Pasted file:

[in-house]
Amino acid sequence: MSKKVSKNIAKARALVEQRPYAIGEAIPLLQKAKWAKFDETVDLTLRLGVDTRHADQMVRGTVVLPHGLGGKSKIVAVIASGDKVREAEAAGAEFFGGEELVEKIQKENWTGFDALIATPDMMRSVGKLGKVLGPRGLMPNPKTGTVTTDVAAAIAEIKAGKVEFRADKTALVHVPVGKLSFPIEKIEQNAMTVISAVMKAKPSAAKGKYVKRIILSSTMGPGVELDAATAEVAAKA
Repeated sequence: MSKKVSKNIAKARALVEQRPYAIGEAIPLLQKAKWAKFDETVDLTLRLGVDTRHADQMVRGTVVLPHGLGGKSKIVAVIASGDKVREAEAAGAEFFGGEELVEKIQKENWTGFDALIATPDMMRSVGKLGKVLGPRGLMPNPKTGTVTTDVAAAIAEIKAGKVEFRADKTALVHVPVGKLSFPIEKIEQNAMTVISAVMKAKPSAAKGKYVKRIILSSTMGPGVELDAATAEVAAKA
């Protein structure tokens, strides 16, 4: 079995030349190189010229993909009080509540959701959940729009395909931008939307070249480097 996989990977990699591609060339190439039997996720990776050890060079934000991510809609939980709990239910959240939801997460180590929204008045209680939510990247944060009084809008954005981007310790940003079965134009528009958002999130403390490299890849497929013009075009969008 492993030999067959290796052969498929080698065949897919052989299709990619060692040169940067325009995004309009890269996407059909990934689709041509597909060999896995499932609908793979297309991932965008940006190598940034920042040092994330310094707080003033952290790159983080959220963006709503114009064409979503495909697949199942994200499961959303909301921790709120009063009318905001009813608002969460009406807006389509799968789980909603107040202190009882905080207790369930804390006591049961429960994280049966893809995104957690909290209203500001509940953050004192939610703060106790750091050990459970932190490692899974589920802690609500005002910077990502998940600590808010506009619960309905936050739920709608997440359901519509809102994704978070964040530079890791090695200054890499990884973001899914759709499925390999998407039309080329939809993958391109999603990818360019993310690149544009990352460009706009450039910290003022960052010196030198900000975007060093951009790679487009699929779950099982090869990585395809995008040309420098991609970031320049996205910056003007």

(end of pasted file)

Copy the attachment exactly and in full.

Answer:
[in-house]
Amino acid sequence: MSKKVSKNIAKARALVEQRPYAIGEAIPLLQKAKWAKFDETVDLTLRLGVDTRHADQMVRGTVVLPHGLGGKSKIVAVIASGDKVREAEAAGAEFFGGEELVEKIQKENWTGFDALIATPDMMRSVGKLGKVLGPRGLMPNPKTGTVTTDVAAAIAEIKAGKVEFRADKTALVHVPVGKLSFPIEKIEQNAMTVISAVMKAKPSAAKGKYVKRIILSSTMGPGVELDAATAEVAAKA
Repeated sequence: MSKKVSKNIAKARALVEQRPYAIGEAIPLLQKAKWAKFDETVDLTLRLGVDTRHADQMVRGTVVLPHGLGGKSKIVAVIASGDKVREAEAAGAEFFGGEELVEKIQKENWTGFDALIATPDMMRSVGKLGKVLGPRGLMPNPKTGTVTTDVAAAIAEIKAGKVEFRADKTALVHVPVGKLSFPIEKIEQNAMTVISAVMKAKPSAAKGKYVKRIILSSTMGPGVELDAATAEVAAKA
């Protein structure tokens, strides 16, 4: 079995030349190189010229993909009080509540959701959940729009395909931008939307070249480097 996989990977990699591609060339190439039997996720990776050890060079934000991510809609939980709990239910959240939801997460180590929204008045209680939510990247944060009084809008954005981007310790940003079965134009528009958002999130403390490299890849497929013009075009969008 492993030999067959290796052969498929080698065949897919052989299709990619060692040169940067325009995004309009890269996407059909990934689709041509597909060999896995499932609908793979297309991932965008940006190598940034920042040092994330310094707080003033952290790159983080959220963006709503114009064409979503495909697949199942994200499961959303909301921790709120009063009318905001009813608002969460009406807006389509799968789980909603107040202190009882905080207790369930804390006591049961429960994280049966893809995104957690909290209203500001509940953050004192939610703060106790750091050990459970932190490692899974589920802690609500005002910077990502998940600590808010506009619960309905936050739920709608997440359901519509809102994704978070964040530079890791090695200054890499990884973001899914759709499925390999998407039309080329939809993958391109999603990818360019993310690149544009990352460009706009450039910290003022960052010196030198900000975007060093951009790679487009699929779950099982090869990585395809995008040309420098991609970031320049996205910056003007």